I'm willing to replace the plants that have sprung up in my yard with something that favors MN insects, however when I checked your listing of Sept flowering plants, I did not find any that mentioned it was preferred by anything. Question, why should I did it up when you aren't telling me which something is better?

Posted by: K. Chayka
on: 2018-09-19 17:25:42

Judy, most late season native plants will be good for pollinators. That's what they fed on before the weeds arrived here. Pick some sunflowers, , asters or other natives that will bloom into October.

Posted by: Justin Wass
on: 2019-08-18 22:45:59

growing along Rock County 1 on the north side of the road about 4 and 1/2 miles east of US 75 in Rock County in Southwest MN.

Posted by: D L Beer - Bemidji
on: 2019-09-03 15:17:25

The flower and leaves have been used to make lotion or salve to treat bug bites and can be consumed in small amounts, think I will pass on that but am drying some of the flowers to add to my soap and will infuse some for salve. Have a pretty good size patch out in the field. is where I read that information.

Posted by: TC
on: 2020-09-06 01:42:59

Seen in Minneapolis (south) warehouse district. Small/young plants with fewer blooms than typical.

Posted by: EJA - Crow Wing County
on: 2021-04-27 12:01:52

I noticed that Sibley county is not one of the counties reported as having them. But I remember seeing them in Gibbon Minnesota back in the 1960s. My father transplanted some to his garden and spent the next five years trying to tear them back out again because they spread everywhere. I also have some on my property near Crosby minnesota. But so far they have not become a problem.

Posted by: K. Chayka
on: 2021-04-27 13:04:17

EJA, it's not surprising that any particular weed, even a common one, has not been reported in a particular county. Lots of weeds are under-reported.

Posted by: Jim - Easy
on: 2021-06-20 17:57:17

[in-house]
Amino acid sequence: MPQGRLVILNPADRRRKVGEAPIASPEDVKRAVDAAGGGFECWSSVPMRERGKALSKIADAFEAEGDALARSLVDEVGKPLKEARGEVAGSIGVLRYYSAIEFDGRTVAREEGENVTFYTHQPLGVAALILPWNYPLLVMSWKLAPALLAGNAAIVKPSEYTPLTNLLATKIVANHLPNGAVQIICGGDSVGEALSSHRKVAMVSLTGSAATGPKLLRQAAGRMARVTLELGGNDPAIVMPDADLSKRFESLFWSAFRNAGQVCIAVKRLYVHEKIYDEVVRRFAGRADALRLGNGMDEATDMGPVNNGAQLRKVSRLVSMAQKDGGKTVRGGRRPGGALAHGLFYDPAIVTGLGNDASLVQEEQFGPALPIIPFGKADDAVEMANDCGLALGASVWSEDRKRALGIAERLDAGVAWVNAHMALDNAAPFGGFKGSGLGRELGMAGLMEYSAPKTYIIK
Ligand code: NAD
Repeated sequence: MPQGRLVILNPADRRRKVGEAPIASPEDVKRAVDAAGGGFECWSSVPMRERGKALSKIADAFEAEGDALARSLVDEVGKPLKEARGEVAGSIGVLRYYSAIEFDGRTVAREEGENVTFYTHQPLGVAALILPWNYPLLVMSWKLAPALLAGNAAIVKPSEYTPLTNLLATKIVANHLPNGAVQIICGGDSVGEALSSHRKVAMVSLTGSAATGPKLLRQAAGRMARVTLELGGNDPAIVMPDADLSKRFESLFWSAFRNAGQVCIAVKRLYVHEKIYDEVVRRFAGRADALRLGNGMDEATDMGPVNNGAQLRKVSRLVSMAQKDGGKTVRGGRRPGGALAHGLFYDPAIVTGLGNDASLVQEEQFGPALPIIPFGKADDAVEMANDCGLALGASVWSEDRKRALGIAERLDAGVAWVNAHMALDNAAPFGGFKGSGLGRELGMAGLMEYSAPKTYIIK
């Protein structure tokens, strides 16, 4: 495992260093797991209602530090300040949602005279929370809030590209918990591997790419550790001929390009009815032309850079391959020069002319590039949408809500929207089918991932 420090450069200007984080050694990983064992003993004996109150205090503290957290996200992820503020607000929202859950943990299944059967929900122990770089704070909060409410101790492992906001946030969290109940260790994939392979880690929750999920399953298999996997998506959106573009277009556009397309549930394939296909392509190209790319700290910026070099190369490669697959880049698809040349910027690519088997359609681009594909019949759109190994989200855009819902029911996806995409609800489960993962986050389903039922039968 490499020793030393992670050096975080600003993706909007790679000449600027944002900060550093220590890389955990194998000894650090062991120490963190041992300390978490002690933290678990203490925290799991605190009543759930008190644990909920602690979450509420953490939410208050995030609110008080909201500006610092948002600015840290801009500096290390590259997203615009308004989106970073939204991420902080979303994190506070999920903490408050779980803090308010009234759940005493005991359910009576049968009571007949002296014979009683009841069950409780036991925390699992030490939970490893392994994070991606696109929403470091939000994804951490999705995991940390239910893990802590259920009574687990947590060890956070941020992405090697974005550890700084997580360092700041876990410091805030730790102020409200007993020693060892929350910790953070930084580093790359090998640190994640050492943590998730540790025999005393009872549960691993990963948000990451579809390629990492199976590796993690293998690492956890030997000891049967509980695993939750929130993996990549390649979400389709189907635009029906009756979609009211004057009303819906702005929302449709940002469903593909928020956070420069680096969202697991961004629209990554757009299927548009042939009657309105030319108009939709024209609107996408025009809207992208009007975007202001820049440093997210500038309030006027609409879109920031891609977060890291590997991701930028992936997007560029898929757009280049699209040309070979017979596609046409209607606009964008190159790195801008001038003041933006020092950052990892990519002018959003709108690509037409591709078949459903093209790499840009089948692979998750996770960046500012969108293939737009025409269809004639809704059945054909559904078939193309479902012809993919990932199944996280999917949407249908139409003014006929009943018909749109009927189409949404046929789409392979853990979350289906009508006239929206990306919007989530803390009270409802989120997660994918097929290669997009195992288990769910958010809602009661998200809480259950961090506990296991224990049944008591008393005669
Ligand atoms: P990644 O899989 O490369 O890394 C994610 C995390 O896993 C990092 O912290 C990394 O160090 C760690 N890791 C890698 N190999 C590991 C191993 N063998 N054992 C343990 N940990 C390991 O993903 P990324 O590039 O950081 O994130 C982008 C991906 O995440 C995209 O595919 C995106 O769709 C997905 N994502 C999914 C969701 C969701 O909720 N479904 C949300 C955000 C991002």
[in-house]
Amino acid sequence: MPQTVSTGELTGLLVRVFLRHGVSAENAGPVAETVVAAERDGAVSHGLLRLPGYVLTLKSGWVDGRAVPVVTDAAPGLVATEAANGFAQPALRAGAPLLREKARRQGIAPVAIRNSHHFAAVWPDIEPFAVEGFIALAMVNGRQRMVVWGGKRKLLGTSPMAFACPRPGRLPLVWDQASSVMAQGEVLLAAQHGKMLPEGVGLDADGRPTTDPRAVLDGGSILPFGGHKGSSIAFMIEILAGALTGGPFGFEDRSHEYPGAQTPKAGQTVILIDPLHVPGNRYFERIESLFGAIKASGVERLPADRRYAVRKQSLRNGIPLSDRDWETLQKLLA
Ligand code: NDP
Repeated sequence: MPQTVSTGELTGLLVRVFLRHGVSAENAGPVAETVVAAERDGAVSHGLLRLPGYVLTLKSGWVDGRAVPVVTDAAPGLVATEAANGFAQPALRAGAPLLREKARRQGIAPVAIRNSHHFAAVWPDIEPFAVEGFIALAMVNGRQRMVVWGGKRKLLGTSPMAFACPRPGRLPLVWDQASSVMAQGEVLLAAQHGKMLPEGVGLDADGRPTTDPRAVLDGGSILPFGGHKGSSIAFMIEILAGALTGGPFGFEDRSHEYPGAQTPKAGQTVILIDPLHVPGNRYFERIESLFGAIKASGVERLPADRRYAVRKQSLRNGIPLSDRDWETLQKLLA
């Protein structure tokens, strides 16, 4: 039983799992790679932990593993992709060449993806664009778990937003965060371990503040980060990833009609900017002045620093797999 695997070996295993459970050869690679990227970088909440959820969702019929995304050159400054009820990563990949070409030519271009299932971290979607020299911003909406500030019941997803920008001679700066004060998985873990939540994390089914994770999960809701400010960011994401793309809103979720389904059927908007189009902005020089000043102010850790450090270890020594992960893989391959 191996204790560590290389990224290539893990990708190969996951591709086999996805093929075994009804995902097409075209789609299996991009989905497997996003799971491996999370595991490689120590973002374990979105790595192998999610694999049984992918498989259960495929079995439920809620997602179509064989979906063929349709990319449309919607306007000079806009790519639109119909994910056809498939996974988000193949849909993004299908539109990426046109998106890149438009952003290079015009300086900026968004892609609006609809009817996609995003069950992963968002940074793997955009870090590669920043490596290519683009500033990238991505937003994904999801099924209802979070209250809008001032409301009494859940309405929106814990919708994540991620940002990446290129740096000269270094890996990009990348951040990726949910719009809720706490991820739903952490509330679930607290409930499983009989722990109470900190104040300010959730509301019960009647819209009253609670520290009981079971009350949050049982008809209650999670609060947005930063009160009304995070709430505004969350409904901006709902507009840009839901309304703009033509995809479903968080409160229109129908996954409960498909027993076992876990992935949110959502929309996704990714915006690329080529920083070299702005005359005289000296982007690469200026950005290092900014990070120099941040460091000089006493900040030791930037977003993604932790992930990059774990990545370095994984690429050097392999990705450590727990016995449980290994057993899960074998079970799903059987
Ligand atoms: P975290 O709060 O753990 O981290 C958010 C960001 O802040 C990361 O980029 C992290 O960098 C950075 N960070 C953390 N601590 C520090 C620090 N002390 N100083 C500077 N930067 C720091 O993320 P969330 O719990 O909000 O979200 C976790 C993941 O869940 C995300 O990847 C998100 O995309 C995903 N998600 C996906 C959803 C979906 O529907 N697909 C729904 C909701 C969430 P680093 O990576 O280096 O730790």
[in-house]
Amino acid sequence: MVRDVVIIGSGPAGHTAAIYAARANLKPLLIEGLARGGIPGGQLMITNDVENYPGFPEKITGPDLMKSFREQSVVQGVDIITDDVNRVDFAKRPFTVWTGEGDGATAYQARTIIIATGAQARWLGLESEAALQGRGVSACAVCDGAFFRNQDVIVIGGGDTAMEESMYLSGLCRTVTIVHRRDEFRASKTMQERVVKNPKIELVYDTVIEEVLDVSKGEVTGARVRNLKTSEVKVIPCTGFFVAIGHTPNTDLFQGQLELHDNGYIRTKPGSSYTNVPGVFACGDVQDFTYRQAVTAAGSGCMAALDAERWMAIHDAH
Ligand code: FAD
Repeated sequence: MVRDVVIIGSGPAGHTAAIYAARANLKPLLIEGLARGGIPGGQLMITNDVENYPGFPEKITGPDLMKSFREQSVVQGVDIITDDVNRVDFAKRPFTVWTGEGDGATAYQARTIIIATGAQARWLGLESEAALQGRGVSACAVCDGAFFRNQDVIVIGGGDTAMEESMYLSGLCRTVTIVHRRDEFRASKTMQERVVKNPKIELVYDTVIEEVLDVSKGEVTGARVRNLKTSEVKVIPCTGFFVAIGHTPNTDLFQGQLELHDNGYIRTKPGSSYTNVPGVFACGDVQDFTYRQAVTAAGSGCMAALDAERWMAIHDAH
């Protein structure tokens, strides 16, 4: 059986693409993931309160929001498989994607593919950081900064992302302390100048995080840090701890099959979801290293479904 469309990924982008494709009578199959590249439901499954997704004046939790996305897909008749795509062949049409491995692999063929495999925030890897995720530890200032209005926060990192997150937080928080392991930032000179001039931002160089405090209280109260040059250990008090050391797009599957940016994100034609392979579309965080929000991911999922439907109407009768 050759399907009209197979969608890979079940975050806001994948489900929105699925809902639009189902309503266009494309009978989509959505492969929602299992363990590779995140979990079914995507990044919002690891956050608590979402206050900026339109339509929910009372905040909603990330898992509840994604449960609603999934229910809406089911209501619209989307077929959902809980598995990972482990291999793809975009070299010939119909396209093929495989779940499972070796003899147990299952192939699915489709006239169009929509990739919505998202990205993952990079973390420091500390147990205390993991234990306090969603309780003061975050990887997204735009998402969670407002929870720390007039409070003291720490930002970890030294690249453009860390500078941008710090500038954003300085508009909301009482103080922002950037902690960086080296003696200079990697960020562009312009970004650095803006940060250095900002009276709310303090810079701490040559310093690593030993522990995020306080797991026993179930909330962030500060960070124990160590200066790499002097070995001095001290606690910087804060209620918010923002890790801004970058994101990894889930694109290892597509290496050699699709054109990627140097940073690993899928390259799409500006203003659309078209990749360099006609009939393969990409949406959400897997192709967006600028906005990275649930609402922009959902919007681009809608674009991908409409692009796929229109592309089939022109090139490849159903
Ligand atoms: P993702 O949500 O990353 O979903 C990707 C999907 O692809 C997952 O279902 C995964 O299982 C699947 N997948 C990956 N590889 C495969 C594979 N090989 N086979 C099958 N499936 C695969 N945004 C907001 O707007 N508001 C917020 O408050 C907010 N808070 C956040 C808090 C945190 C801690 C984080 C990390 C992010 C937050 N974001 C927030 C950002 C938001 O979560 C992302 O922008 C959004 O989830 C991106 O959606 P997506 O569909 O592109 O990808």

I have toadflax on my land sandy soil, I have tried roundup , 24d and 50/50 bleach water, nothing has stopped this horrible weed and just keeps spreading about a 100 foot circle. What really works to kill this stuff!!!

Posted by: Bernie - NE Blue Earth County
on: 2021-07-21 20:30:29

In the road ditch on our township gravel road. Going to try Milestone Herbicide to see if I can keep it out of my two year old wet Meadow CRP. I will post results

Posted by: K. Chayka
on: 2021-07-22 07:30:50

Bernie, I would be careful with spraying your ditch. Milestone will also kill desirable plants.

Posted by: Jean - Elk River
on: 2021-09-13 20:27:57

I found several of these in the ditch on the NE outskirts of Elk River. It's a cute little flower. I brought it in to teach the biology students how to use this site to identify flowering plants. We'll also look at invasive species and their impact on wildlife.

Posted by: Spencer Ruff - Rochester
on: 2021-09-30 15:56:23

just saw three plants in my backyard woods. Will kill it today. I love this web site. I'm establishing 7 acres of native prairie on land near Preston MN in a former corn field.

Posted by: KS - Kelly Lake
on: 2023-05-28 20:05:58

Found in my backyard last year, but didn't notice it until after mowing.